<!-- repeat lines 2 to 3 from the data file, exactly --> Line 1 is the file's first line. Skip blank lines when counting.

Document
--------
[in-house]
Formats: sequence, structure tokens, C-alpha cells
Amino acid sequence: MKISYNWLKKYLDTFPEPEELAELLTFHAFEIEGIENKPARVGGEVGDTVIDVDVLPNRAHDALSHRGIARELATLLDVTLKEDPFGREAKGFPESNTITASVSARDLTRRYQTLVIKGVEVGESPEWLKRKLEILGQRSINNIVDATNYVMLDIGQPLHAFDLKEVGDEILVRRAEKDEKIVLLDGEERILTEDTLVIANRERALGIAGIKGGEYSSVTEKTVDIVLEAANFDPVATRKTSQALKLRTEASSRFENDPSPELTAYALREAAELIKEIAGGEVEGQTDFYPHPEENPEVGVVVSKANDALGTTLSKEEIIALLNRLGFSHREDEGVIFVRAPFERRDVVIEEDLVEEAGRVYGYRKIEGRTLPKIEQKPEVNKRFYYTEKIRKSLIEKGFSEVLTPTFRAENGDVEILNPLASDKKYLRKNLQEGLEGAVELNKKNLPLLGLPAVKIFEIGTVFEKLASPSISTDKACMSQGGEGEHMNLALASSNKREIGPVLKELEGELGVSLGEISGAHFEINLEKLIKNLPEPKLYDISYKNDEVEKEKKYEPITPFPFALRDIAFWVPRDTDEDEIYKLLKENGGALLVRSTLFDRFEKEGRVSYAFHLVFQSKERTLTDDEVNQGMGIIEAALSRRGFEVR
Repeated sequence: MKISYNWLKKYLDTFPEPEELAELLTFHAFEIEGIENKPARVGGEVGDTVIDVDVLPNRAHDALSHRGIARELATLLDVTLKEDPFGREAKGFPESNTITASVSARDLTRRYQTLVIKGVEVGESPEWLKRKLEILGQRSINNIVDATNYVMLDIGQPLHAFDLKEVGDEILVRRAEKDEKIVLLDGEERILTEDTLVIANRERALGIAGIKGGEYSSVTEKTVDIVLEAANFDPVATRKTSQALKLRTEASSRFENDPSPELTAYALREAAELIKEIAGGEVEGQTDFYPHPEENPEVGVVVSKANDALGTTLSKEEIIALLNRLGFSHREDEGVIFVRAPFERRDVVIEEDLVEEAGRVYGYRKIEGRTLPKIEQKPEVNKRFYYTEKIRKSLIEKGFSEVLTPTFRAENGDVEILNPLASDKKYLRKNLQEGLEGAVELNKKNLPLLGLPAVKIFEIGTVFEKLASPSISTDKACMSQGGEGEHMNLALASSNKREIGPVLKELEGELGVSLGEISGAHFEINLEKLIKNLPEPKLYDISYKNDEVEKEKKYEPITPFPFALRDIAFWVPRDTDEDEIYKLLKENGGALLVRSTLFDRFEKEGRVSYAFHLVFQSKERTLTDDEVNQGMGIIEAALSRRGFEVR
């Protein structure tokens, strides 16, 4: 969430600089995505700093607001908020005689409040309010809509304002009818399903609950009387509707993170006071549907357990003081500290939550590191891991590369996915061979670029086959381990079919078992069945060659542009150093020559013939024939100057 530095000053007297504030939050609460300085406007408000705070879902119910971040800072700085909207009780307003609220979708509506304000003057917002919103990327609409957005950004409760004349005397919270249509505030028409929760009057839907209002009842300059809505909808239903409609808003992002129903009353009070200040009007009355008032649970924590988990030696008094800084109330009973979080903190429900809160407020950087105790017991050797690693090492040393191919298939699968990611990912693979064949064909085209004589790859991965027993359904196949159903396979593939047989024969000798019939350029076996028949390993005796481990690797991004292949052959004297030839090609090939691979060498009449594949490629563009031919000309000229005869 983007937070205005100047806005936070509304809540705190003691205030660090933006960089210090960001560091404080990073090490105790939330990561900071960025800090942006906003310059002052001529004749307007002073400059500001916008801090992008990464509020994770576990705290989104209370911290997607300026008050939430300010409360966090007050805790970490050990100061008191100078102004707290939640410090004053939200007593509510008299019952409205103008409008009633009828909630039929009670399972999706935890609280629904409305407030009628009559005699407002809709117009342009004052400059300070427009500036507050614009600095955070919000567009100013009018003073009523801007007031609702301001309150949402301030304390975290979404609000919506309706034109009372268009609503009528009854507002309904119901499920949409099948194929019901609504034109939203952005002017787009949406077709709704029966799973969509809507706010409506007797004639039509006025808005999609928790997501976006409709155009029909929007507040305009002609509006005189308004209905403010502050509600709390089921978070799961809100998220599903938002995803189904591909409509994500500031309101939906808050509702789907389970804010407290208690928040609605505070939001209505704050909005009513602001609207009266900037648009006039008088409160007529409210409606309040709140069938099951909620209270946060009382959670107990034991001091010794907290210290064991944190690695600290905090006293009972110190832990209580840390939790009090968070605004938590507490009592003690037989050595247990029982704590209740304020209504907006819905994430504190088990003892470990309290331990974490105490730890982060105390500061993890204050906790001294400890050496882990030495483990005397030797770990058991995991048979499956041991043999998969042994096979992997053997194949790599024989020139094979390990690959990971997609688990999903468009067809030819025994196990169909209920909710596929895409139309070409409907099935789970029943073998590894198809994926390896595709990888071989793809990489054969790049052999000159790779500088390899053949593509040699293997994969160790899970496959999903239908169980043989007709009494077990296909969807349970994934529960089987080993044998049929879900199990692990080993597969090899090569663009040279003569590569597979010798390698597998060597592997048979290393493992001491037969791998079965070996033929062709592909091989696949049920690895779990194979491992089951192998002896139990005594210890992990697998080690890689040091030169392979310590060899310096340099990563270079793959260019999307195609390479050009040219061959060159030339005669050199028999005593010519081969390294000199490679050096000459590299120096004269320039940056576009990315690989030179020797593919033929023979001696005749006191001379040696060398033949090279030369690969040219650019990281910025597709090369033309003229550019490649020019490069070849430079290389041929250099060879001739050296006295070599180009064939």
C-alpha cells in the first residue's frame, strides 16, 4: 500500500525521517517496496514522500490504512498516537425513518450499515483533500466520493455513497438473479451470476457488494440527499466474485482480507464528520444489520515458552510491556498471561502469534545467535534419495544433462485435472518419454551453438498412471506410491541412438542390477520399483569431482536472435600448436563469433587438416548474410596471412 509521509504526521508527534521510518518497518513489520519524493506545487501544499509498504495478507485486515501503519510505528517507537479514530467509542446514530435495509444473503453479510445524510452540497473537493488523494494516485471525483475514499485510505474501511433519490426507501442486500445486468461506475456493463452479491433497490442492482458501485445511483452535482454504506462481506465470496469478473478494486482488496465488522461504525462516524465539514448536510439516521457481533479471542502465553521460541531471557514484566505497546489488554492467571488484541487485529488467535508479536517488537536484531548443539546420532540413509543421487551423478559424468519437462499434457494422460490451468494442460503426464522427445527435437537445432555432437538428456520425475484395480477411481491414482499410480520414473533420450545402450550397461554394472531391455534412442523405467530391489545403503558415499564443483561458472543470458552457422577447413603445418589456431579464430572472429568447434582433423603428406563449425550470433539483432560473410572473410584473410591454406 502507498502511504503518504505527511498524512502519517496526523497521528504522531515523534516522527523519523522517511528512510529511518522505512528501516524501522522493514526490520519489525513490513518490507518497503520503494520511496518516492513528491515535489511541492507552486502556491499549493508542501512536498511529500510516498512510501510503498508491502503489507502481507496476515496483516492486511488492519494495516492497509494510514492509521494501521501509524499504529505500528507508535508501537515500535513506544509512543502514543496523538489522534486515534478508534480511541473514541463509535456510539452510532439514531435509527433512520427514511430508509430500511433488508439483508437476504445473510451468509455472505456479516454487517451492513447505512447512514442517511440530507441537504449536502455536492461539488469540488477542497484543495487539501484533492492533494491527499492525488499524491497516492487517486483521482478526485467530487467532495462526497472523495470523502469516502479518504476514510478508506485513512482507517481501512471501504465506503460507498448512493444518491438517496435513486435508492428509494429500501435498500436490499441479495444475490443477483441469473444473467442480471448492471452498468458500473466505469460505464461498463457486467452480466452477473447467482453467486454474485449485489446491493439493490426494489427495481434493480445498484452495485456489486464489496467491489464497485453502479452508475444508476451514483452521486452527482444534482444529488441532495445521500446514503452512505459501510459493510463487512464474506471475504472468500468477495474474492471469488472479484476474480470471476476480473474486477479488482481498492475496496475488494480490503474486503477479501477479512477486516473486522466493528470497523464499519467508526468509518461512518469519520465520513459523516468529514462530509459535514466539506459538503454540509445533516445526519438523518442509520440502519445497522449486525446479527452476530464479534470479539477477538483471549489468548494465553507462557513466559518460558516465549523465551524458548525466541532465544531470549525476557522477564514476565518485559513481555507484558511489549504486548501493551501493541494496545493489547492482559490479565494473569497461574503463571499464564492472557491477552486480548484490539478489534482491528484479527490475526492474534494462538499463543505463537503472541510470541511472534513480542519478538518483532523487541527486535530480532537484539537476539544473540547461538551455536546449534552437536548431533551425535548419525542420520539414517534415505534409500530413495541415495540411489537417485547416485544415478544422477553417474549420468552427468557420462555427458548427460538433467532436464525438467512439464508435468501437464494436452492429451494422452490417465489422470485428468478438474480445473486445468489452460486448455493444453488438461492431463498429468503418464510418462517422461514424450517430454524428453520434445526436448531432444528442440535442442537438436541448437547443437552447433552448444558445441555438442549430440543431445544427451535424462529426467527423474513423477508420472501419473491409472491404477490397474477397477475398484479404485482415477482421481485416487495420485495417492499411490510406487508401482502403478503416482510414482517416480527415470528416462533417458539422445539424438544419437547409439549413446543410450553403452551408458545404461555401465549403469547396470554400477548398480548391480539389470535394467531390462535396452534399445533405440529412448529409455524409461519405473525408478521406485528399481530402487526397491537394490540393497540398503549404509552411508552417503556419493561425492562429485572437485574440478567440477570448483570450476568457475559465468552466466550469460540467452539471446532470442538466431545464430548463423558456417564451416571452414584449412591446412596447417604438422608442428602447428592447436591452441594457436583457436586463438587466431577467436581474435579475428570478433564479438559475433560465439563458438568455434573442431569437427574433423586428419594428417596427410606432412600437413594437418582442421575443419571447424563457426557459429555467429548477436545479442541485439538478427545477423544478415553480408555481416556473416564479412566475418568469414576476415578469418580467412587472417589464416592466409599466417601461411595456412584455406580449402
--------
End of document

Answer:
Formats: sequence, structure tokens, C-alpha cells
Amino acid sequence: MKISYNWLKKYLDTFPEPEELAELLTFHAFEIEGIENKPARVGGEVGDTVIDVDVLPNRAHDALSHRGIARELATLLDVTLKEDPFGREAKGFPESNTITASVSARDLTRRYQTLVIKGVEVGESPEWLKRKLEILGQRSINNIVDATNYVMLDIGQPLHAFDLKEVGDEILVRRAEKDEKIVLLDGEERILTEDTLVIANRERALGIAGIKGGEYSSVTEKTVDIVLEAANFDPVATRKTSQALKLRTEASSRFENDPSPELTAYALREAAELIKEIAGGEVEGQTDFYPHPEENPEVGVVVSKANDALGTTLSKEEIIALLNRLGFSHREDEGVIFVRAPFERRDVVIEEDLVEEAGRVYGYRKIEGRTLPKIEQKPEVNKRFYYTEKIRKSLIEKGFSEVLTPTFRAENGDVEILNPLASDKKYLRKNLQEGLEGAVELNKKNLPLLGLPAVKIFEIGTVFEKLASPSISTDKACMSQGGEGEHMNLALASSNKREIGPVLKELEGELGVSLGEISGAHFEINLEKLIKNLPEPKLYDISYKNDEVEKEKKYEPITPFPFALRDIAFWVPRDTDEDEIYKLLKENGGALLVRSTLFDRFEKEGRVSYAFHLVFQSKERTLTDDEVNQGMGIIEAALSRRGFEVR